At RJFS, recruiting efforts go towards CPA firms that have an existing RIA and are in the financial planning or wealth-management business already as a separate part of their CPA firm, according to DiGirolamo. Approximately 20 percent of his company's advisors have some sort of CPA affiliation, and in order for RJFS to set up a working relationship, a CPA or CPA firm must have at least $30 million under management.

A new wealth management group was formed in December specifically geared for advisors to attract and service high-net-worth clients with investable income of more than $5 million. In this group, issues such as hedging strategies, private insurance, alternative investments, purchases and sales of businesses, cash management programs, and asset management will be addressed.

"They pull all these solutions together, so it's a comprehensive presentation and proposal to the CPA's client, appearing with Raymond James in the background," DiGirolamo said. "So the CPA is made to be the expert. We'll help him really present a sophisticated approach to the client."

Partnering with approximately 600 CPAs and tax and accounting firms in 47 states, 1st Global has a business development team that actively recruits potential advisors, according to Stevens. In an effort to decrease fragmented services and an overwhelming caseload, it seeks what it called the "perfect client" for its advisors. This type of client would have a net worth or a household of investable assets of at least $500,000; have multiple planning needs; and be on board with receiving comprehensive financial services from a single firm.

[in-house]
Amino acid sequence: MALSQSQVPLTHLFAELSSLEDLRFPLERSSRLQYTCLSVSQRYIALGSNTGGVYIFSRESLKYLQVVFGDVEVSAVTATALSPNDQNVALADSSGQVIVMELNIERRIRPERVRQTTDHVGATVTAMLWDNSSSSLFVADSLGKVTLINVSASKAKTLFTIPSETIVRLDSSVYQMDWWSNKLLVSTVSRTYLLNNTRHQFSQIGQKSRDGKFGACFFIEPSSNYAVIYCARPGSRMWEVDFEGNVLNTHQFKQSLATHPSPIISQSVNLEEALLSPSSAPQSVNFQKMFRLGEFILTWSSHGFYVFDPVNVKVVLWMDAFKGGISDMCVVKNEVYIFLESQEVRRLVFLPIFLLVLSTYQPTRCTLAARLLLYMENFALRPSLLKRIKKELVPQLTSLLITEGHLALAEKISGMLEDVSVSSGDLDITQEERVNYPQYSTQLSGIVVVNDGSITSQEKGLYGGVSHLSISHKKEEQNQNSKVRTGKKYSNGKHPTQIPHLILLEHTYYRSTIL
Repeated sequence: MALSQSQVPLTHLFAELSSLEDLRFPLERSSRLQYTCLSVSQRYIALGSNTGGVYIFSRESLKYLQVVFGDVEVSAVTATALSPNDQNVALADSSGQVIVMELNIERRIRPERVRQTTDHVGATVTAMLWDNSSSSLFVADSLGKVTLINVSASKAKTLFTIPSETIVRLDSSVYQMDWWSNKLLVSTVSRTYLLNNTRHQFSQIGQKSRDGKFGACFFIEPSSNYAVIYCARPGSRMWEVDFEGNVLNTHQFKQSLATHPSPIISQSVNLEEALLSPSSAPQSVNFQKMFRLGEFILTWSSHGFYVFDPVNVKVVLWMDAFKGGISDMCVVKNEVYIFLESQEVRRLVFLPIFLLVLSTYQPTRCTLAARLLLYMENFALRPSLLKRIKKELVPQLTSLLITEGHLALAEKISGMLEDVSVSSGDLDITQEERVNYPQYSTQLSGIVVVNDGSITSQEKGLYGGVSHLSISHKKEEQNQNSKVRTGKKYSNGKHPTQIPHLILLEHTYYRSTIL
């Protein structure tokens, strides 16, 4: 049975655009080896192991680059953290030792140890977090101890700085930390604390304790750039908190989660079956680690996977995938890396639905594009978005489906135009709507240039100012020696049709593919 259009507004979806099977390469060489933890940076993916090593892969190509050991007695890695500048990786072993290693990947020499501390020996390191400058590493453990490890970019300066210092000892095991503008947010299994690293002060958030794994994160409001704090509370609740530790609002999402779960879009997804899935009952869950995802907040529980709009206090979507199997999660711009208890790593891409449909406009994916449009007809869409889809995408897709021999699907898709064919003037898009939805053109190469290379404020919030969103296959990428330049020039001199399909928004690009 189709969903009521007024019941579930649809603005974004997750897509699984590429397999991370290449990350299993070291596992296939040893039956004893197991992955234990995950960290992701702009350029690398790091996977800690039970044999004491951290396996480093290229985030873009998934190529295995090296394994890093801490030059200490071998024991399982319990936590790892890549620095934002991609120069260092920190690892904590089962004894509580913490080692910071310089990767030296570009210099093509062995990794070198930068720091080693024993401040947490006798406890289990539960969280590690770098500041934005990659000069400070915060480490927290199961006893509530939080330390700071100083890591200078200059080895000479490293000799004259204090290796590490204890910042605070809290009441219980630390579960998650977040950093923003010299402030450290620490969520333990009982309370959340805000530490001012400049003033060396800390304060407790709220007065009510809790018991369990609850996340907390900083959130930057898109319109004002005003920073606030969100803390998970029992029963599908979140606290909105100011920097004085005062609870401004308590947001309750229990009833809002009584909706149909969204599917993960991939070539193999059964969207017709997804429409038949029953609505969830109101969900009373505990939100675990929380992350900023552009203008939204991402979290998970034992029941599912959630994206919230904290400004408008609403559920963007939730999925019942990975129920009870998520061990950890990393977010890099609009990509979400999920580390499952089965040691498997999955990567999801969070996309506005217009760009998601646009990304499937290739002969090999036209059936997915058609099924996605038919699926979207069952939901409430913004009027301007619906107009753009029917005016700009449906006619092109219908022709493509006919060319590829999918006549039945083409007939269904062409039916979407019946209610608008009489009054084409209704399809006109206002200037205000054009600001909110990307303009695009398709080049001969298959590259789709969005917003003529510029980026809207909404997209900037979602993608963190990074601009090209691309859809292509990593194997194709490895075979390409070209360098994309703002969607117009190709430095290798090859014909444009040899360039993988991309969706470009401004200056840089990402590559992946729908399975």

With approximately 5,500 accountants, half of whom are CPAs and a quarter enrolled agents, HD Vest welcomes beginners to the financial planning arena, and does not require a quota for its advisors or a minimum of investment assets from its clients, according to Ochs. Once an individual gets their securities license or becomes a fee advisor, they're matched up with a business development consultant and placed in a customized training regime that helps them understand how to implement investment services into their practice.

Gandet said that Genworth is unique because of the education, training and support offered, which includes help with wealth management, advanced case design and more than 350 training classes a year.

"We're a teaching broker/dealer," Gandet said. "We will bring a new person on board and get them integrated. We add significant value to those already licensed, as well."